BBC Scotland reports that someone named Paul Ignatieff is becoming a British citizen in order to satisfy his wish 'to feel he belonged somewhere'.
Just yesterday, I remarked that the BBC journalist Dominic Casciani, the author of a questionable analysis of changes to British immigration procedures, described 'identity politics, belonging and extremism' as being among his specialities.
In our hypermobile world, it is not unusual that many should feel that they do not belong in any one particular place, yet feel the need at some point to find somewhere to put down roots. This is perfectly understandable; tens of thousands of years of programming geared towards the encouragement of social living cannot be extinguished by two decades of ideology.
Perhaps this is an extreme analysis; but one feels that the encouragement of hypermobility, whether passive or active, has been motivated by a desire to damage or destroy 'belonging', a sentiment previously known as community; to change us from settled men back into nomads, if rather sophisticated and upscale ones. If the wandering lifestyle suits you, then good on you, wander away; but it doesn't suit everyone. It's the expectation that you must move, that nothing in your life can be settled and permanent, that you must always be subject to upheaval and change, that's been introduced into the system; and we're not the better for it.
The primary engine of all public policy is prejudice. Whether it's prejudice against organised labour or organised capital (I have yet to see anyone make a compelling case that organised capital poses less of a threat to civilisation than organised labour), prejudice in favour of what you would like to happen and against what you see happening is the motor of the system. The policy, not a process, called 'globalisation' was born of the intellectual conceit that all human beings think the same way, that Mankind is dead and has been replaced by billions upon billions of clockwork toys whose sole motivation is money. This is nonsense, as grossly disrespectful of the cultures of those Third Worlders it encourages to move to the First World as it is of those First World cultures into which the Third Worlders are not encouraged to assimilate. The easiest way to belong somewhere is to decide that you want to belong. Merely working and earning in one place do not mean you belong there; making the effort to belong is what counts.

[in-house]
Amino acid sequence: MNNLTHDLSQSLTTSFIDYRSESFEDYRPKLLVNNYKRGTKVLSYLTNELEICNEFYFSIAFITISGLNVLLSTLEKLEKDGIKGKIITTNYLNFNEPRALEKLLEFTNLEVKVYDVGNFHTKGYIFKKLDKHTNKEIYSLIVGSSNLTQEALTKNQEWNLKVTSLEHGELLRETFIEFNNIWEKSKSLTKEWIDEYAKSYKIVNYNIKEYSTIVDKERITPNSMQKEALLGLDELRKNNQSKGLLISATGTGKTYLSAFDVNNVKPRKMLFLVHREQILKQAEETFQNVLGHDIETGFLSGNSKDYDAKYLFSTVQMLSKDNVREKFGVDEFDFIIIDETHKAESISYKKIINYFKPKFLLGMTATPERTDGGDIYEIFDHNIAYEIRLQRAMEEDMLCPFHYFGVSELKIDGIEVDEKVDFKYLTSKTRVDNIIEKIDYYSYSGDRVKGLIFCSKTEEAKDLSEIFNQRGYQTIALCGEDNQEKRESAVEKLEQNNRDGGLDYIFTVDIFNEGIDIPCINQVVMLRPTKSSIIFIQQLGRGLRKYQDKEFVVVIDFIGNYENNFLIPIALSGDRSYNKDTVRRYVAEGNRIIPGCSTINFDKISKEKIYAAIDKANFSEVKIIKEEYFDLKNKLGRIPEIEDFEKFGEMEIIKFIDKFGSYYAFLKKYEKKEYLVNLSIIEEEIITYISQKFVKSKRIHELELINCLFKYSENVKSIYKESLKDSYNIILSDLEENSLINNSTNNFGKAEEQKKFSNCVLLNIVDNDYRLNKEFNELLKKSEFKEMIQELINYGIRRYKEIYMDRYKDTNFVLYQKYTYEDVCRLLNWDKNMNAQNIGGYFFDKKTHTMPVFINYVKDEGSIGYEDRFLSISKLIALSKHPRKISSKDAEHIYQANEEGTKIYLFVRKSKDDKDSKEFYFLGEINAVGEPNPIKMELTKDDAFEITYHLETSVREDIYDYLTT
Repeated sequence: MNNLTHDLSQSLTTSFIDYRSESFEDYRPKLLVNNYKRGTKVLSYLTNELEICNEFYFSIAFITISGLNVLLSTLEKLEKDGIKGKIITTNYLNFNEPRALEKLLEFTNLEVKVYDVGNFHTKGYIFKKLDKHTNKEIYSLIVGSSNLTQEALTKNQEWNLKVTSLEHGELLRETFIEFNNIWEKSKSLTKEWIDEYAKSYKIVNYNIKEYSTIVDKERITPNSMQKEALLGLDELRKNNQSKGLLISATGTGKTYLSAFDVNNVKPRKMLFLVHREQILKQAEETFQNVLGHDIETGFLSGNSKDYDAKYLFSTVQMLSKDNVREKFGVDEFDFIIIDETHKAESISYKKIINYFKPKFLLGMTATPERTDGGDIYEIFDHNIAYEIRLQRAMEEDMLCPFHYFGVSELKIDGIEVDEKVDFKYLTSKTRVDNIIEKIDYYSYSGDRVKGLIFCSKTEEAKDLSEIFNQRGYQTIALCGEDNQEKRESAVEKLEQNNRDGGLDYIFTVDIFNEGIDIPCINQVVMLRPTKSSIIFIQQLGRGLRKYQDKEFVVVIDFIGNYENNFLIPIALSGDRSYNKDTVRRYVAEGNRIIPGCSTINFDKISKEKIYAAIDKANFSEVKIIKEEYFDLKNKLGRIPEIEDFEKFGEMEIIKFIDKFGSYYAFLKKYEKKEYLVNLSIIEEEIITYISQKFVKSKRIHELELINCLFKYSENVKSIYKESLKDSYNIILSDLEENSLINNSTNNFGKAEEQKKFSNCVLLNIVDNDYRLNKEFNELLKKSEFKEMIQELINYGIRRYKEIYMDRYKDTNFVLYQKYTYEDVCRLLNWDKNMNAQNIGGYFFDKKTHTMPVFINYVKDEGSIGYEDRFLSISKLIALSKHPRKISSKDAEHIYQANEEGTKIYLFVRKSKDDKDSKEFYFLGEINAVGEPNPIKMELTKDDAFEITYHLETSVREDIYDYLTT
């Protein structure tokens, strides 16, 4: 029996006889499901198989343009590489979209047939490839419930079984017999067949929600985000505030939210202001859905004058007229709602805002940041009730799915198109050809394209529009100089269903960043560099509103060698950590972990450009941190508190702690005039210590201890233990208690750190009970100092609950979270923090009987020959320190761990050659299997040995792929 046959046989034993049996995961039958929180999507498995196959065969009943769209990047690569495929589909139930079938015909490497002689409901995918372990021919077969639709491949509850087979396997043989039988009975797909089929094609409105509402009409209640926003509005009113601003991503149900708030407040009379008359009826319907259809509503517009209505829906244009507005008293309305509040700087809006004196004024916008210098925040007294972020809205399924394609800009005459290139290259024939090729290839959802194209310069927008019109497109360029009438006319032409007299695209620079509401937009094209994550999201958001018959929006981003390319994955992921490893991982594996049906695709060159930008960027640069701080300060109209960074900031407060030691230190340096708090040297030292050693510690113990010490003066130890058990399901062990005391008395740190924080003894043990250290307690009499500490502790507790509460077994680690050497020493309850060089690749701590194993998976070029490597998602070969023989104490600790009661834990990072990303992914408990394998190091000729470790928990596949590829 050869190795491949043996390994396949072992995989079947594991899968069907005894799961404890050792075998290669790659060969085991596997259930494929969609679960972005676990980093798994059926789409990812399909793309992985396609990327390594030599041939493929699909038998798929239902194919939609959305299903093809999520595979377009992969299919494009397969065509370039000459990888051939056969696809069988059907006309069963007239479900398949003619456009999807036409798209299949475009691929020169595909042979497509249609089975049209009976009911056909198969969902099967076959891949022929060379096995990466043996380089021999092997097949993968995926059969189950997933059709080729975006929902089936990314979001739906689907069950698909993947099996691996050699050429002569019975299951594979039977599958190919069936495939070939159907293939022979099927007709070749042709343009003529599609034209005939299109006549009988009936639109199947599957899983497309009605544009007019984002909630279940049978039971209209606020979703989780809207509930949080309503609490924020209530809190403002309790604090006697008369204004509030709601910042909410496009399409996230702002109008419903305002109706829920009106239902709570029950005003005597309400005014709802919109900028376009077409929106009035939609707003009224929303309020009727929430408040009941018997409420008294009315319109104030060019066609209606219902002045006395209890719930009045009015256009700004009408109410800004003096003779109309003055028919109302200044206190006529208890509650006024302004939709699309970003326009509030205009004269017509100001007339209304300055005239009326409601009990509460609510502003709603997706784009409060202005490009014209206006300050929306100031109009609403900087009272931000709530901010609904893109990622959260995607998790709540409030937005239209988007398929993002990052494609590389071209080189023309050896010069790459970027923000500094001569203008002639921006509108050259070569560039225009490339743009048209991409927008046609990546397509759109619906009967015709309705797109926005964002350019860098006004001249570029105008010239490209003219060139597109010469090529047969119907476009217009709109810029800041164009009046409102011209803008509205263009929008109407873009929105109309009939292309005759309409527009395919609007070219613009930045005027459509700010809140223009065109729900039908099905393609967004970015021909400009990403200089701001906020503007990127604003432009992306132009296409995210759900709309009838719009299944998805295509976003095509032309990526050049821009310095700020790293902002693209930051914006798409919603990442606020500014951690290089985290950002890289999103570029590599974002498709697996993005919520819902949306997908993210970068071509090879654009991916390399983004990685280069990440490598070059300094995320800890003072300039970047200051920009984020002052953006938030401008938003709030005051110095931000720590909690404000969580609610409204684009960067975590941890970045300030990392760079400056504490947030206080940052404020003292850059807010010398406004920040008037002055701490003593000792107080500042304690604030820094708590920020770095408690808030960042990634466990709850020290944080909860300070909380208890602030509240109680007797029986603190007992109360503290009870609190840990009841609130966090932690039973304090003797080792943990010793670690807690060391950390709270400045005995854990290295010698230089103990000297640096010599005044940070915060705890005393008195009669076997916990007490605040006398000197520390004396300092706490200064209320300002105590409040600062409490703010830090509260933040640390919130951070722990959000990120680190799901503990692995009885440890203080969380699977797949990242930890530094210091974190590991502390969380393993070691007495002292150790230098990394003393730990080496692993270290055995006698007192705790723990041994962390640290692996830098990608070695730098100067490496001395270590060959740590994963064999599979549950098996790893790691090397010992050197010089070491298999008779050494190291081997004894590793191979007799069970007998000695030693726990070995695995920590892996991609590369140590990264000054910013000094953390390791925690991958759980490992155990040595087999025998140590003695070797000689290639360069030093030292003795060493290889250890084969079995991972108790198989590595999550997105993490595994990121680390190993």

The idea that anyone can move anywhere and do anything and be anything they want to be whenever they want is utopian rubbish. To think that way is not to be free, but to be enslaved by your fantasies. It's an understandable reaction to being poor and without liberty; yet its fulfilment merely results in the exchange of one set of economic bonds for another. That you can move somewhere doesn't always mean you should. Community and belonging arise from the existence of a number of like-minded individuals living in the same place at the same time and speaking the same language. The globalists might consider that dystopic, but it's still the hard reality of history, as Paul Ignatieff has proved.